The model often leaves workers wanting more hours and needing to look good with their bosses to get them, another reason workers may be reluctant to call in sick. The number of hours worked also often determines whether workers are entitled to healthcare and other benefits through their employers.
The pandemic and the Great Resignation phenomenon have compounded the problems created by a lack of paid sick leave for workers and pressure to work due to staff shortages.
Today, “workers don’t feel like they have more access to paid sick leave than they used to,” Schneider said. Also, “this staffing shortage thing has reached this crazy tipping point.”
About 65% of the 6,600 hourly workers who said they were sick for any reason, not just Covid-19, in the Shift Project surveys conducted between September and November, worked anyway.
When asked why, 55% said they needed the pay and 30% said it was because they didn’t have paid sick leave.
But staffing also influenced their decision to come to work sick. 45% said they didn’t want to let their co-workers down and 40% said they couldn’t find anyone to cover their shift.
Other workers worried that calling in sick would hurt their employment status: 44% of workers said they were afraid of getting in trouble for calling on the phone.
Isaac Pierce, a manager at a Vons supermarket in San Diego, California, said some of his co-workers come in with cough and cold symptoms. They act ignorant and say it’s not covid-19, but he has no way of knowing.
A few weeks ago, one of Pierce’s colleagues at Vons showed up for work days after testing positive for the virus. One of the employees protested that he was going back to work so soon, so the store sent him home.
Albertsons, the owner of Vons, did not immediately respond to a request for comment.
Losing pay or going to work sick
At the start of the pandemic, in March 2020, Congress passed legislation temporarily requiring employers with fewer than 500 workers and all public employers to provide up to two weeks of paid sick leave to workers who contract COVID or were awaiting test results and quarantine. It offered tax credits to help compensate employers for the expense.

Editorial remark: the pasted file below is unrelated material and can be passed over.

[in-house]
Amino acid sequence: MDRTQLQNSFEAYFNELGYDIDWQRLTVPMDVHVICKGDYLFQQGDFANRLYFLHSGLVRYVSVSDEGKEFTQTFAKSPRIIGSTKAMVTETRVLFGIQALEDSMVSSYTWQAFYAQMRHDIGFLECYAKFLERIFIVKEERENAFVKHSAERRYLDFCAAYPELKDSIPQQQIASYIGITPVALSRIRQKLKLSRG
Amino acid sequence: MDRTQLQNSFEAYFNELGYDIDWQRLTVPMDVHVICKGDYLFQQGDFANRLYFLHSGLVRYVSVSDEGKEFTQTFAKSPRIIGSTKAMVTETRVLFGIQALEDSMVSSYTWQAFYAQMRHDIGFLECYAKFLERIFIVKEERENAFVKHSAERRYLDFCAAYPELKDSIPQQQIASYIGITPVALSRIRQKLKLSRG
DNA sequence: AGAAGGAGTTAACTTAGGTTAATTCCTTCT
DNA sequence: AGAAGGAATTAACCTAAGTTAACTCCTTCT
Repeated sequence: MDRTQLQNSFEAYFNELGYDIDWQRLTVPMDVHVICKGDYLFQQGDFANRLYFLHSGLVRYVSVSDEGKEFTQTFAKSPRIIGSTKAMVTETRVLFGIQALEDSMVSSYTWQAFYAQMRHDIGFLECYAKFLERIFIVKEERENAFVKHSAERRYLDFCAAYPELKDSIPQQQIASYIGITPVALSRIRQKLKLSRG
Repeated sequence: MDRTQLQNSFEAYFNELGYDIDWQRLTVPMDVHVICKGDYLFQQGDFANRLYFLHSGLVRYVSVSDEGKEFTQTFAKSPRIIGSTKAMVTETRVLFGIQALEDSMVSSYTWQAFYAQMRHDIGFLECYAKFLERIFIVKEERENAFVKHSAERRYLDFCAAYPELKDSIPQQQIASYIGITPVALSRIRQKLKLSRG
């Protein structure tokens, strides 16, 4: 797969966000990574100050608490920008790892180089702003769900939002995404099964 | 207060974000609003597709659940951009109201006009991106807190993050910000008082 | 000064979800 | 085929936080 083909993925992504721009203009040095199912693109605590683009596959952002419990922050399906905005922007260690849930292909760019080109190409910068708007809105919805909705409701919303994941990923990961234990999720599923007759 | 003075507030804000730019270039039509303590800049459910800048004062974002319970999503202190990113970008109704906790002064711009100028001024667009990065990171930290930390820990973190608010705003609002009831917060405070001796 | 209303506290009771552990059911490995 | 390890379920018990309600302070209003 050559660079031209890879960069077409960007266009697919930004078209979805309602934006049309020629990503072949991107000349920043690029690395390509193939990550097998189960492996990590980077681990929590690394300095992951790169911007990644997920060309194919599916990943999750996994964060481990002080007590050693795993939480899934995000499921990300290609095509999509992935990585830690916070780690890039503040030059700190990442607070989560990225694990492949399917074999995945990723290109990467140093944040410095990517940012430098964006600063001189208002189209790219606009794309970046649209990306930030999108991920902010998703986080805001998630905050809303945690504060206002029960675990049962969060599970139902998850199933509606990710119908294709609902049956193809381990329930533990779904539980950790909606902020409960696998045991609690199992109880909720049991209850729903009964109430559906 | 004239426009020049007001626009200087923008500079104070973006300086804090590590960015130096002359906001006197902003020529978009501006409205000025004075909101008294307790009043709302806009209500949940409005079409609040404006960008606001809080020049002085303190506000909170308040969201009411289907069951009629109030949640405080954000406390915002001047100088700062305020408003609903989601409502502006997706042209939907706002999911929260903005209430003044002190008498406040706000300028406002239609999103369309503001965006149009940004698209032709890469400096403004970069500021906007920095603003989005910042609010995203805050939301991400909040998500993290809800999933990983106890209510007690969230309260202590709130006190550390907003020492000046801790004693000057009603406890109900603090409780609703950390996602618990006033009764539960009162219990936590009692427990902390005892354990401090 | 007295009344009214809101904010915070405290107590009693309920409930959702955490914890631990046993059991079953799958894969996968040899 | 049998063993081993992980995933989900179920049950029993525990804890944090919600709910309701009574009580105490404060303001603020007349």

Those benefits expired at the end of 2020, but the government continued to provide tax credits to employers who voluntarily chose to offer the benefit until October. The House of Representatives has approved President Joe Biden’s Build Back Better social spending package, which includes four weeks of paid family and medical leave, but the bill has stalled in the Senate.
Some big chains like Walmart, Amazon and others have also offered their employees paid sick leave for covid-19 during the pandemic. But these companies recently reduced the number of paid sick days they guarantee to employees who test positive for Covid-19. The changes follow updated recommendations from the Centers for Disease Control and Prevention (CDC) that shorten isolation and quarantine times for the general public.
Even for workers at large companies who have access to paid COVID-19 leave, employees and worker advocates say it’s difficult to use the benefit after testing positive or waiting for test results.
Jim Araby, director of strategic campaigns for the United Food and Commercial Workers union in Northern California, said grocery store workers have to go through outside administrators to get their employers to approve paid COVID-19 leave. But administrative systems are “totally overwhelmed,” he said, and “not timely.”
“Workers end up losing pay or going to work sick,” Araby said. “It is clear that we do not have a social safety net that can deal with these problems.”
George is Digismak’s reported cum editor with 13 years of experience in Journalism